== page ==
Colorectal Cancer Survivors Face Increased Risk of Developing Subsequent Cancers of Different Types
Colorectal cancer survivors face an increased risk of developing subsequent cancers, particularly second colorectal cancers and small intestinal cancers. That is the conclusion of a new study published early online in CANCER, a peer-reviewed journal of the American Cancer Society. The findings may help in the development of screening guidelines for patients with a history of colorectal cancer.
Studies have found that colorectal cancer survivors have a greater risk of developing another cancer compared with the general population. Amanda Phipps, PhD, MPH, of the University of Washington and Fred Hutchinson Cancer Research Center in Seattle, and her colleagues looked to see whether that increased risk differed for people depending on where their past cancer was located within the colon or rectum. “To our knowledge, this is the first study to look at risk of second cancer according to the specific anatomic subsite of a prior colorectal cancer,” said Dr. Phipps. The research team also looked at whether there were certain kinds of cancer for which colorectal cancer survivors had a particularly increased risk.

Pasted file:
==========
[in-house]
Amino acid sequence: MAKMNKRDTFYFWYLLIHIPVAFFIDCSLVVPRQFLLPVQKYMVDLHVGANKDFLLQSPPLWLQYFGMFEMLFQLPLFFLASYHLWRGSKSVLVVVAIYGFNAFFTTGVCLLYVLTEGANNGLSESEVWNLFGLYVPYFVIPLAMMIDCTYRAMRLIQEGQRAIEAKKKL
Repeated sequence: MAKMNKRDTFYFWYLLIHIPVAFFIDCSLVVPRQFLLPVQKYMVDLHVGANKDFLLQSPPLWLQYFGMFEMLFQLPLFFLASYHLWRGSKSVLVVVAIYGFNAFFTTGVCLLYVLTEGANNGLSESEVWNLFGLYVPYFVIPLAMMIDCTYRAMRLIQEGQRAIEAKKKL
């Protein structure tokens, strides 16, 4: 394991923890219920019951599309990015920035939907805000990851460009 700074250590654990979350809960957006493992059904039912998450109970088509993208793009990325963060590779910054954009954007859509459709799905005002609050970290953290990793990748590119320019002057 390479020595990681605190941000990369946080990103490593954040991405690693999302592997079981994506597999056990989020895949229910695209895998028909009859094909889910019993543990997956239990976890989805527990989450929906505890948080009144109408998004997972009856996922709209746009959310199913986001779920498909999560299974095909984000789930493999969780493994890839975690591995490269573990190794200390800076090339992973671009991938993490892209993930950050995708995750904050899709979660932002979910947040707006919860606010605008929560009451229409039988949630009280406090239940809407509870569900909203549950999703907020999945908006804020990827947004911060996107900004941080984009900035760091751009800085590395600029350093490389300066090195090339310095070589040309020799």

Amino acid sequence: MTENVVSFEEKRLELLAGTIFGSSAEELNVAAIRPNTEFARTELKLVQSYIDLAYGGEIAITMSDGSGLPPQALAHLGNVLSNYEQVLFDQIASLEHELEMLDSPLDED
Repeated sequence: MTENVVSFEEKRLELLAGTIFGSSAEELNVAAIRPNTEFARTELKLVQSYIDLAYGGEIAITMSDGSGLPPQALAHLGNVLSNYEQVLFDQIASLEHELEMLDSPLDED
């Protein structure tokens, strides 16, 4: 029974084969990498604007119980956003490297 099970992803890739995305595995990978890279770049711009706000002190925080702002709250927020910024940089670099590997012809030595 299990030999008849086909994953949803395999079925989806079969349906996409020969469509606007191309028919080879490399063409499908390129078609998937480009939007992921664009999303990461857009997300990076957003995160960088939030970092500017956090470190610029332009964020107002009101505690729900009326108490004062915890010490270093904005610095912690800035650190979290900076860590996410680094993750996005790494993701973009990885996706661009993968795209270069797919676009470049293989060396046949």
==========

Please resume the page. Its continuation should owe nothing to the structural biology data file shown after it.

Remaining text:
“To our knowledge, this is the first study to look at risk of second cancer according to the specific anatomic subsite of a prior colorectal cancer."
The investigators analyzed information from 12 Surveillance, Epidemiology, and End Results cancer registries on people diagnosed with colorectal cancer between 1992 and 2009.
Individuals with a history of colorectal cancer had a 15 percent higher risk of developing a second cancer of any type than people in the general population. Those whose past cancers were located in the transverse to descending regions of the colon experienced the greatest increased risk for cancer overall (about a 30 percent increased risk) and for a second colorectal cancer (a two- to three-fold increased risk). Colorectal cancer survivors’ risk of small intestinal cancer was particularly elevated—with a more than four-fold increased risk compared to the general population—regardless of where in the colon or rectum the cancer was located.
“In the long term, these findings may be useful in guiding strategies for cancer screening and surveillance after a first colorectal cancer diagnosis,” said Dr. Phipps.
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CANCER is a peer-reviewed publication of the American Cancer Society integrating scientific information from worldwide sources for all oncologic specialties. The objective of CANCER is to provide an interdisciplinary forum for the exchange of information among oncologic disciplines concerned with the etiology and course of human cancer. CANCER is published by Wiley and can be accessed online at http://wileyonlinelibrary.com/journal/cancer.